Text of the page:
Earlier this week as I was logging entry number 3000 into my Tinder statistics I found myself going a bit up in levels of abstraction. The type of work I’m doing with the Tinder statistics is very detailed and looks into specific workings of the algorithms and systems that Tinder uses in order to make the app work. One of the recent developments is a little piece of legislation called the Global Data Protection Regulation (GDPR for short) that gives people the right to request the data that companies like Tinder and Facebook have collected on them. Thanks to this, a gentleman was able to request all the data Tinder had on him, and as a side-effect we figured out what data they track on every user.
The classical personal information such as name, email, age, and age bracket selected is not very interesting, what is interesting is that they track among others:
- Your swipes (Right and left)
- How many people who swipe left and right on you
- Messages sent and received
- Profile completeness
The reason why I found this interesting, is that if we start to reverse engineeer how Tinder works, those tracked data are the perfect tool for it. Odds are that Tinder also stores other “match related” things such as time spent looking at a profile before swiping, how many of the people you match with you actually have a conversation with, we know they track how often you get reported, and so on. This becomes important later.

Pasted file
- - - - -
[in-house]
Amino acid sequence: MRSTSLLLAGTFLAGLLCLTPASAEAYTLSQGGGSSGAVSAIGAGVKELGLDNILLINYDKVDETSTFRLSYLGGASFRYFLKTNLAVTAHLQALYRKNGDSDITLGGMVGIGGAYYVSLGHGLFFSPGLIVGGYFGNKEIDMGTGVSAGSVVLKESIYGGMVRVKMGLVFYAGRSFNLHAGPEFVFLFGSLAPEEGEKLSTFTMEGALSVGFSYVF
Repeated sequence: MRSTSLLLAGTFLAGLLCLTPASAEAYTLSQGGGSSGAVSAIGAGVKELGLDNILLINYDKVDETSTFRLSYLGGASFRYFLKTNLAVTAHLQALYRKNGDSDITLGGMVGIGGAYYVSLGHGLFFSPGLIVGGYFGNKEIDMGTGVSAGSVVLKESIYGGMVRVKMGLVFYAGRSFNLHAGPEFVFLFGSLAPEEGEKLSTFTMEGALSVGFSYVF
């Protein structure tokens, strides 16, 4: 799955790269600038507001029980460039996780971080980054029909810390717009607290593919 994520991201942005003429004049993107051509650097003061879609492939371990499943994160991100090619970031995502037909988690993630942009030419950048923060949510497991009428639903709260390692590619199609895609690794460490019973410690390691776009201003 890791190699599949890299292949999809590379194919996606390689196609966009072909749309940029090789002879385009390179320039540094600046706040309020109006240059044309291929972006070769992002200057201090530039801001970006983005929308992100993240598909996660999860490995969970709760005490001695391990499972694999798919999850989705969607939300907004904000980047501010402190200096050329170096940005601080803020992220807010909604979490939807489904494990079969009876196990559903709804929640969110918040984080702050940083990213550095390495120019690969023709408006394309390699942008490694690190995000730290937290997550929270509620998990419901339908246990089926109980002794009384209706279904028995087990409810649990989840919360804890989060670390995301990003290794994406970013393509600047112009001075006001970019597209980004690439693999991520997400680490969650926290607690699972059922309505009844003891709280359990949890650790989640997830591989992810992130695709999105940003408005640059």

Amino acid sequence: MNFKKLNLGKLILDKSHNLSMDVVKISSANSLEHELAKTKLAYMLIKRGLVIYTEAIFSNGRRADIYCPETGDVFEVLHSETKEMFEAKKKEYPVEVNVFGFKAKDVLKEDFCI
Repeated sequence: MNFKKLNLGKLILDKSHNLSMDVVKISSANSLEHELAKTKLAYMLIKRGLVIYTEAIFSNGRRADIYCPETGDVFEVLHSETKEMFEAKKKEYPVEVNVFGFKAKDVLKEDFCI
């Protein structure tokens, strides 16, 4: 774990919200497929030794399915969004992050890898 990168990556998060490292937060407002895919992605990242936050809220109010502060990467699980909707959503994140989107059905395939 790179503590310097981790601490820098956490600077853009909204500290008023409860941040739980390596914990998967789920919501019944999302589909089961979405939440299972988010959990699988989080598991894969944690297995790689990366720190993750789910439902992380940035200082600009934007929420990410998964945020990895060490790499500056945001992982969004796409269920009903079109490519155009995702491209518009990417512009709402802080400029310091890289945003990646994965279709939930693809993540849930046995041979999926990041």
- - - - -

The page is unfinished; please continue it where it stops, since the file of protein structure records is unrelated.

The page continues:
If we think of Tinder and other apps as a bar, we all know what a bar has to do in order to do well (sportsbars and cigarbars excluded), and that is get a lot of hot girls in the door. If your bar has hot girls, the men will follow and buy them drinks. The girls are attracted to “how cool the bar is” the guys are attracted to “how hot the girls who think the bar is cool” are. From this perspective, we can thus outline the 3 major success criteria for Tinder:
A) Keep the girls happy
B) Maximize your user base
C) Keep the men around
Just like a bars revenue is based on a mixture of cover charges and drink sales, Tinder’s revenue is based on advertising, subscriptions to Plus and Gold, in addition to sales of consumables such as superlikes and boost. In the night club analogy, sending a girl a super-like is the equivalent of sending a girl a drink, a boost is equivalent to the club promoter shaking your hand and taking you to your reserved table with bottle service.
However, the most important man in the bar is the doorman, you see, his job is to:
A) Maintain a good mix of men and women
B) Keep the creeps out
C) Get rid of any troublemakers.
A bar without a solid doorman rapidly becomes a very unpleasant place to be. In the same way, Tinder has to walk a fine line between maintaining their female user-base, maximizing their user-base in general and maximizing the revenue from subscriptions and consumables (which I assume are mostly bought by men). How does Tinder do this?